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What is the SAT?
Many colleges require scores from the SAT or ACT tests as a part of the admissions process. Your SAT score is a key component of your college applications.
SAT Length3 hours (plus 50 minutes if taking optional Essay)
Evidence-Based Reading and Writing
SAT Cost$46 ($60 if taking SAT with Essay)
Highest SAT Score1600
Average SAT Score1060
About the SAT
The SAT is an entrance exam used by most colleges and universities to make admissions decisions. The SAT is a multiple-choice, pencil-and-paper test created and administered by the College Board.
The purpose of the SAT is to measure a high school student's readiness for college, and provide colleges with one common data point that can be used to compare all applicants. College admissions officers will review standardized test scores alongside your high school GPA, the classes you took in high school, letters of recommendation from teachers or mentors, extracurricular activities, admissions interviews, and personal essays. How important SAT scores are in the college application process varies from school to school.
Overall, the higher you score on the SAT and/or ACT, the more options for attending and paying for college will be available to you.
When should I take the SAT?
Most high school students take the SAT, the ACT, or both during the spring of their junior year or fall of their senior year. It's important to leave time to re-take the test if you need to raise your score before you apply to college. The SAT exam is offered nationally every year in August, October, November, December, March, May, and June. View all upcoming SAT test dates.
What is on the SAT?
There are two SAT sections:
Evidence-Based Reading and Writing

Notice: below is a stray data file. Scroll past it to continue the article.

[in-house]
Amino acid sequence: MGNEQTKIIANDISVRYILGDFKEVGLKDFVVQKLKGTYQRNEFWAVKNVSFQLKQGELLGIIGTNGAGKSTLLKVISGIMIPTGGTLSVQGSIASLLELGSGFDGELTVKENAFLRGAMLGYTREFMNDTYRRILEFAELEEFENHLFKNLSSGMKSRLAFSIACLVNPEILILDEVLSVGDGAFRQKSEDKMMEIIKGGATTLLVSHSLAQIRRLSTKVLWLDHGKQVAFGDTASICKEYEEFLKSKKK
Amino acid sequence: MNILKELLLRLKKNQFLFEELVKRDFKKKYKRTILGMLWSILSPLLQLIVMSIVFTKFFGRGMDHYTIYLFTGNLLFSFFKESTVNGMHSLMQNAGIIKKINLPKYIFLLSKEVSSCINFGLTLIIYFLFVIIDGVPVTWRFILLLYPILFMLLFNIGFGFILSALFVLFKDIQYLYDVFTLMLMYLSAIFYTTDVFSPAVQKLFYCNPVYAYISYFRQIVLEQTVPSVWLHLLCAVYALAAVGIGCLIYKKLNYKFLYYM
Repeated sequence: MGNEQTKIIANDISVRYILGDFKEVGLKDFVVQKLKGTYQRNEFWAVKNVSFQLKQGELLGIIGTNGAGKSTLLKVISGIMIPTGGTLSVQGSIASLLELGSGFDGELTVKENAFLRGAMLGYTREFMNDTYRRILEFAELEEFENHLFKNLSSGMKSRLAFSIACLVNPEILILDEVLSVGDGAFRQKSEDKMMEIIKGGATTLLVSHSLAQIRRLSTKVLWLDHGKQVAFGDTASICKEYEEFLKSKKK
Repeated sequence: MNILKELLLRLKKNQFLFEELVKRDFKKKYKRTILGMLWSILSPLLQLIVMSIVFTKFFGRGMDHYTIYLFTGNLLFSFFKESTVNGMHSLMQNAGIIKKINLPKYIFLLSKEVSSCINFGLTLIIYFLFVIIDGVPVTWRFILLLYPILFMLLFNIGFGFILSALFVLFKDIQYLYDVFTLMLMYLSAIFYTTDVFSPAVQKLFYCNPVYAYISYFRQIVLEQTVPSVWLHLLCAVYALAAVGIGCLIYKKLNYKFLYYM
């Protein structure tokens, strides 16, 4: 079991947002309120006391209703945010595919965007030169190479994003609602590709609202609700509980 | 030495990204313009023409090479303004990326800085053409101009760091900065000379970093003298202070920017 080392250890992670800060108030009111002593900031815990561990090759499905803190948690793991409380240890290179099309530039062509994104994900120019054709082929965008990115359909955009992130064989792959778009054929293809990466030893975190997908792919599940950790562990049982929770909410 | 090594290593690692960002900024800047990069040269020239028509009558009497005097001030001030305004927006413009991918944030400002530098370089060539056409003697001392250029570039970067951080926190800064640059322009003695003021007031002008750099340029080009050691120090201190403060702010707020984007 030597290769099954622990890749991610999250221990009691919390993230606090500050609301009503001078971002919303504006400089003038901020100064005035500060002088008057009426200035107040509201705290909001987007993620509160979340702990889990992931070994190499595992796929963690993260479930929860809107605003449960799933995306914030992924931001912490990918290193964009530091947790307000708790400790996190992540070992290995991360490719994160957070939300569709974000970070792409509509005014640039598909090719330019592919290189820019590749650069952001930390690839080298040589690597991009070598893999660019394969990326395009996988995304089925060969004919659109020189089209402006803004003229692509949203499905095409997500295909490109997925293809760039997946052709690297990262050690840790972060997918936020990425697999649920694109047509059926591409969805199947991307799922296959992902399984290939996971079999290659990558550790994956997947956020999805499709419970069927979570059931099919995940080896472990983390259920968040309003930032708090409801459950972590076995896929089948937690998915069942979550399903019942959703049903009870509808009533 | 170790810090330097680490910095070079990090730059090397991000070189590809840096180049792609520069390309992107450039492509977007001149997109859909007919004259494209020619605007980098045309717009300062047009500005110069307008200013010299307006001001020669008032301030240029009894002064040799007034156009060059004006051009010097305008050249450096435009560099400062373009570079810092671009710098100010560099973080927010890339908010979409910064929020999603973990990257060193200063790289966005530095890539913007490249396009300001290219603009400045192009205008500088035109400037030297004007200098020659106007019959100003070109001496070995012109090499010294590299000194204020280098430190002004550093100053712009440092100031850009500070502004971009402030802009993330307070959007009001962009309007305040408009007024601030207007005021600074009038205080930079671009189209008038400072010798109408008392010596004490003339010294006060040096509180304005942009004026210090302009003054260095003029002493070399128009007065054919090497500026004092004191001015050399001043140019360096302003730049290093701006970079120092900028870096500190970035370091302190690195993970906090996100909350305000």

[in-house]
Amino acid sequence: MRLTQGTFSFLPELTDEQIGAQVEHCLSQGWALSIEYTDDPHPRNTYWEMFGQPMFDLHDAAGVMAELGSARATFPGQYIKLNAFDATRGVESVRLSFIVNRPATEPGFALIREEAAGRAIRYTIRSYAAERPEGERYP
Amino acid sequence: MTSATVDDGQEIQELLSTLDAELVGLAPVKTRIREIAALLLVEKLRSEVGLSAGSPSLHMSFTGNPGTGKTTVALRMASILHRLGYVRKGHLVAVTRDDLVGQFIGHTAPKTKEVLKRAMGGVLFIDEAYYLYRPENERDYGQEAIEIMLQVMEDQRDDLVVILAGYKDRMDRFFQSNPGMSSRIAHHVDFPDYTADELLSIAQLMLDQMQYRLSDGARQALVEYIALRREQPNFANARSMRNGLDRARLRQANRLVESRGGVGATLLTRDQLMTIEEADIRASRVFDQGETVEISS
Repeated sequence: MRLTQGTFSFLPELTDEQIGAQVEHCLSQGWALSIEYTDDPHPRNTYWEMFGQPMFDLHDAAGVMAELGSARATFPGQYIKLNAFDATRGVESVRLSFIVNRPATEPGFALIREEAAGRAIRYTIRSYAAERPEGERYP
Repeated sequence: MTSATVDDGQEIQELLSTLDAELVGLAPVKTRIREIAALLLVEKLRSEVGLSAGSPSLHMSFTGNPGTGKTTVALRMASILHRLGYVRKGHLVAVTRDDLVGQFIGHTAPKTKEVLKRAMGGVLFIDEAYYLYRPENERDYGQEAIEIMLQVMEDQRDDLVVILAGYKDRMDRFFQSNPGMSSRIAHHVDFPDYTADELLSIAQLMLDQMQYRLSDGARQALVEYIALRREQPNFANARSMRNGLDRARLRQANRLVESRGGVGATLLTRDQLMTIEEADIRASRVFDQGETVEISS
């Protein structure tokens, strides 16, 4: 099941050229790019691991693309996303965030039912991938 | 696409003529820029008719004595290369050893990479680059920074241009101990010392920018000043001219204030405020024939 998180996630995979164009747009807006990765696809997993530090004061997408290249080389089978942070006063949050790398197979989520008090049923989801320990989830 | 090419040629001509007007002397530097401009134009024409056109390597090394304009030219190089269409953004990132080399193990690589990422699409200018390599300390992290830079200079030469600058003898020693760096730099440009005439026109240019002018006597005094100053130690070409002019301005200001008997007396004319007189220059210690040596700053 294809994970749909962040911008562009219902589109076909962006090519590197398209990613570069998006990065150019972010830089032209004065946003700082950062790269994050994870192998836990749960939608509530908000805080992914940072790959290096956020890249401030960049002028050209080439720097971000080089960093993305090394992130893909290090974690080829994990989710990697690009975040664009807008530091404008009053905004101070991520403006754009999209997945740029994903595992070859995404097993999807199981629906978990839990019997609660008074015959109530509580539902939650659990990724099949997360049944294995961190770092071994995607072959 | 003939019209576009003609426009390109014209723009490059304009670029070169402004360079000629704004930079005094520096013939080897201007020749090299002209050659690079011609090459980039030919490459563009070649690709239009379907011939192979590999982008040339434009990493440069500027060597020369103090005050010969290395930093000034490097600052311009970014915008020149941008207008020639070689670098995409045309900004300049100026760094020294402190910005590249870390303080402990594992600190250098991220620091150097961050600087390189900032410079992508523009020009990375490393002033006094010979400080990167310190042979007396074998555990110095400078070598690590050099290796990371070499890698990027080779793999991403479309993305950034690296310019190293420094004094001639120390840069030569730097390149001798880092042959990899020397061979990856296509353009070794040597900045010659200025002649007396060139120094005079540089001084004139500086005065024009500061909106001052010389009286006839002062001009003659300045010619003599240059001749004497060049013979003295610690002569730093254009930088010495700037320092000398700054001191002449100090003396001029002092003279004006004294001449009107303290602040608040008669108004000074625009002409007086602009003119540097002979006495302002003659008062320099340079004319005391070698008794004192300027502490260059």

The SAT also includes an optional Essay section. SAT Essay scores are reported separately from overall test scores. Some colleges may require that you complete the SAT Essay. You can confirm each college's admissions policies on the school website or on our school profiles.
How long is the SAT?
The SAT is 3 hours long. If you choose to take the SAT with Essay, the test will be 3 hours and 50 minutes.
How is the SAT scored?
Each section of the SAT is scored on a 200 to 800 point scale. Your total SAT score is the sum of your section scores. The highest possible SAT score is 1600. If you take the Essay, you will receive a separate score.
Should I take the SAT or the ACT?
Most colleges and universities will accept scores from either the SAT or ACT, and do not favor one test over the other. That said, college-bound students are increasingly taking both the SAT and ACT. Changes made to the SAT in 2016 have made it easier than ever to prep for both tests concurrently—and earn competitive scores on both! The best way to decide if taking the SAT, ACT, or both tests is right for you is to take a timed full-length practice test of each type. Since the content and style of the SAT and ACT are very similar, factors like how you handle time pressure and what types of questions you find most challenging can help you determine which test is a better fit. Try our QUIZ: SAT, ACT, or Both? to learn more.